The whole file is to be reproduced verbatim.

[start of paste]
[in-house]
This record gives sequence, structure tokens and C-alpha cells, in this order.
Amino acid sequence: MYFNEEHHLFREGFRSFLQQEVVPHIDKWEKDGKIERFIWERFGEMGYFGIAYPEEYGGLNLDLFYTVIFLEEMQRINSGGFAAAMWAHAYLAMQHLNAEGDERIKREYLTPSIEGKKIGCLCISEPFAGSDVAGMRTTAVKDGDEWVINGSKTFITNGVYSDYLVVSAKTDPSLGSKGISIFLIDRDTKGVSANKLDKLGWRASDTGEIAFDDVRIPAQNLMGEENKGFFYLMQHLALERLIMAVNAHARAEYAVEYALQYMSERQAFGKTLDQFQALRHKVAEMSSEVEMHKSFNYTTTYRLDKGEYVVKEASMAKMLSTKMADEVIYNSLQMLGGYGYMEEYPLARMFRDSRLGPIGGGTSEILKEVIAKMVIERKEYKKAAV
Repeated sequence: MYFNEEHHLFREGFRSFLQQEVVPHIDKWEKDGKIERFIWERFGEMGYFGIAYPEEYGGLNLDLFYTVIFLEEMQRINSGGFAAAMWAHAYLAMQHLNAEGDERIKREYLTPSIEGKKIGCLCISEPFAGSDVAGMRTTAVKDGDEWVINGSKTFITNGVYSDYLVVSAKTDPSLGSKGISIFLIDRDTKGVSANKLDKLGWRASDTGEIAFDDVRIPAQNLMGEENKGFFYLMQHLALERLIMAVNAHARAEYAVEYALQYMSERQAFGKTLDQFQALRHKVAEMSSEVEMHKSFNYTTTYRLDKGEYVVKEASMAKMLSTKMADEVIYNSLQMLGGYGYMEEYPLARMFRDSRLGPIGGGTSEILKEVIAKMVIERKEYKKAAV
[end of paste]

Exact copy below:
[in-house]
This record gives sequence, structure tokens and C-alpha cells, in this order.
Amino acid sequence: MYFNEEHHLFREGFRSFLQQEVVPHIDKWEKDGKIERFIWERFGEMGYFGIAYPEEYGGLNLDLFYTVIFLEEMQRINSGGFAAAMWAHAYLAMQHLNAEGDERIKREYLTPSIEGKKIGCLCISEPFAGSDVAGMRTTAVKDGDEWVINGSKTFITNGVYSDYLVVSAKTDPSLGSKGISIFLIDRDTKGVSANKLDKLGWRASDTGEIAFDDVRIPAQNLMGEENKGFFYLMQHLALERLIMAVNAHARAEYAVEYALQYMSERQAFGKTLDQFQALRHKVAEMSSEVEMHKSFNYTTTYRLDKGEYVVKEASMAKMLSTKMADEVIYNSLQMLGGYGYMEEYPLARMFRDSRLGPIGGGTSEILKEVIAKMVIERKEYKKAAV
Repeated sequence: MYFNEEHHLFREGFRSFLQQEVVPHIDKWEKDGKIERFIWERFGEMGYFGIAYPEEYGGLNLDLFYTVIFLEEMQRINSGGFAAAMWAHAYLAMQHLNAEGDERIKREYLTPSIEGKKIGCLCISEPFAGSDVAGMRTTAVKDGDEWVINGSKTFITNGVYSDYLVVSAKTDPSLGSKGISIFLIDRDTKGVSANKLDKLGWRASDTGEIAFDDVRIPAQNLMGEENKGFFYLMQHLALERLIMAVNAHARAEYAVEYALQYMSERQAFGKTLDQFQALRHKVAEMSSEVEMHKSFNYTTTYRLDKGEYVVKEASMAKMLSTKMADEVIYNSLQMLGGYGYMEEYPLARMFRDSRLGPIGGGTSEILKEVIAKMVIERKEYKKAAV